Thursday, July 02, 2015

Fourth of July, Freedom, and Money

[Nyerges is the author of several books including “How to Survive Anywhere,” “Extreme Simplicity,” and “Self-Sufficient Home.”  He has lectured, taught, and led field trips since 1974. He can be reached at or Box 41834, Eagle Rock,CA 90041]

Over the years, I have given a lecture called “The Four Illusions of Money,” in which I share the many ways in which money controls our thinking and our actions. 

For most people, money is intricately and intimately related to every part of our life, and especially that nebulous thing we call “freedom.”

On our country’s Independence Day, it seems worthwhile to take a closer look at how we view money, and how it affects our independence and our freedom.

For starters, What is money, how is money created, what is the Federal Reserve, what is the IMF, how does international debt affect us here in the U.S.?  All good questions for you to research on  your own, which are at the very foundation of money and what it is and what it does – but that’s not what I’ll be discussing today.

OK, when people are queried, almost everyone says that they do not have enough money, and would like to have more. Everyone at all income levels says the same thing! Furthermore, one of the most commonly-cited reasons given by people who continue to work at a job they dislike is to “make a lot of money.”  The reasons that this is such a ubiquitous goal – to make a lot of money – can be summed up in the four following rationales:

  1. A lot of money will let me be free to do what I want to do.
  2. People with a lot of money command more respect from others.
  3. I need more money for my family.
  4. Money is necessary for my security in old age.

Yes, there are many more such “illusions” that dance around money, but these four seemed to fairly concisely address all the secondary and corollary illusions.

These four statements are illusions about money. That means, these represent false perceptions of the world.  That is to say, when we embrace any or all of these four illusions, we are prevented from seeing the NON-monetary realities about our life and the choices that we make.

So let’s explore the first one.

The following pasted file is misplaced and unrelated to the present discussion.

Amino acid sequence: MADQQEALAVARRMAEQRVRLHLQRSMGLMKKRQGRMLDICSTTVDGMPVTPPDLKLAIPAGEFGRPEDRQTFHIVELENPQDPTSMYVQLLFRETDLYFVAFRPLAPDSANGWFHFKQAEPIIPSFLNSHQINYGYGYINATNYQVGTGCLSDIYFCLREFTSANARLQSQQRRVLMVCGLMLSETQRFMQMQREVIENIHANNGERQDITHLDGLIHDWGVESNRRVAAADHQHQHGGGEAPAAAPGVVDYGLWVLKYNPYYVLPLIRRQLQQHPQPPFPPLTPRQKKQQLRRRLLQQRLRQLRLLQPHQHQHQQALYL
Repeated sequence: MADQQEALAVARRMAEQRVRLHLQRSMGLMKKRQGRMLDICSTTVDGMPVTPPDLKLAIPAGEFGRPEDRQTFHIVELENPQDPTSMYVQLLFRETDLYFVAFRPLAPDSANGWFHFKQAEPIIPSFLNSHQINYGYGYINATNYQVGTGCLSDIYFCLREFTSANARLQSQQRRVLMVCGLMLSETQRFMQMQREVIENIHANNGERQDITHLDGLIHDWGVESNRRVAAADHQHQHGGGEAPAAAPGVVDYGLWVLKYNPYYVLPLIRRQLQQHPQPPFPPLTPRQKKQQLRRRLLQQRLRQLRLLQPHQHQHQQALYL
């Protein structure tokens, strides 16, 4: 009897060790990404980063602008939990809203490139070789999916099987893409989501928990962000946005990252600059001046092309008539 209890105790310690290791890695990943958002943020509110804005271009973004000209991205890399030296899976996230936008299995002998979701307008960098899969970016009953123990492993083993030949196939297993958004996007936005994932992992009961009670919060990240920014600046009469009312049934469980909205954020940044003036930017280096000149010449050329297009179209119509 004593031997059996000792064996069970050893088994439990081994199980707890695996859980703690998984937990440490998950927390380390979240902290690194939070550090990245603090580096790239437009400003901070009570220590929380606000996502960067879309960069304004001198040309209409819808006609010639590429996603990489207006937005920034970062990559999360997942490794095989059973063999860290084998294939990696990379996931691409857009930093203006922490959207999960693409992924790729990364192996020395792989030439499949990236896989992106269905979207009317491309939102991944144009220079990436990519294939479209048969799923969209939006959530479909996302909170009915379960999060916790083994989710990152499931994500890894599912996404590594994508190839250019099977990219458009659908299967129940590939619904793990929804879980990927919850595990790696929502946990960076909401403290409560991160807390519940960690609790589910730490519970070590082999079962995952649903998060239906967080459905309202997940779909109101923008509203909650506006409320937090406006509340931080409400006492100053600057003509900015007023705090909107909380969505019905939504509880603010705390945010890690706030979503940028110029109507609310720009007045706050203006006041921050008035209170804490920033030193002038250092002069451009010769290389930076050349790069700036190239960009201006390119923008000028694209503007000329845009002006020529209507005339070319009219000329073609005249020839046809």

A lot of money will let me be free to do what I want to do.

One way to see through this illusion is to make a specific list of all your carefully-considered goals. These can be short-term and long-term goals. These can include travel, projects, achievements, possessions, skills (learning a new language), etc., but the list cannot include money.  Money cannot be a goal. Next, you should examine the list you made and begin to delineate precisely how you can go about achieving that goal.

Yes, of course, money can help accelerate the achievement of the goal.  Still, once  your goals are clearly established in  your own mind – and clearly differentiated from “passing wants” – you can steadily move forward, step by step, toward the achievement of that goal.  Money is incidental to this process, and must not be allowed to determine the choices you make and the steps that you take.

A large part of achieving a goal – perhaps the most important part – is to learn valuable life-enhancing skills that you wouldn’t have learned otherwise.

And many of the essential steps toward a goal involve working with other people. Working with other people develops strong friendships and relationships, and this requires that you must be – or become – reliable and trustworthy yourself.  This manner of pursuing and achieving goals should represent a true freedom from our enslavement to money, and should open you up to some truly life-enhancing experiences.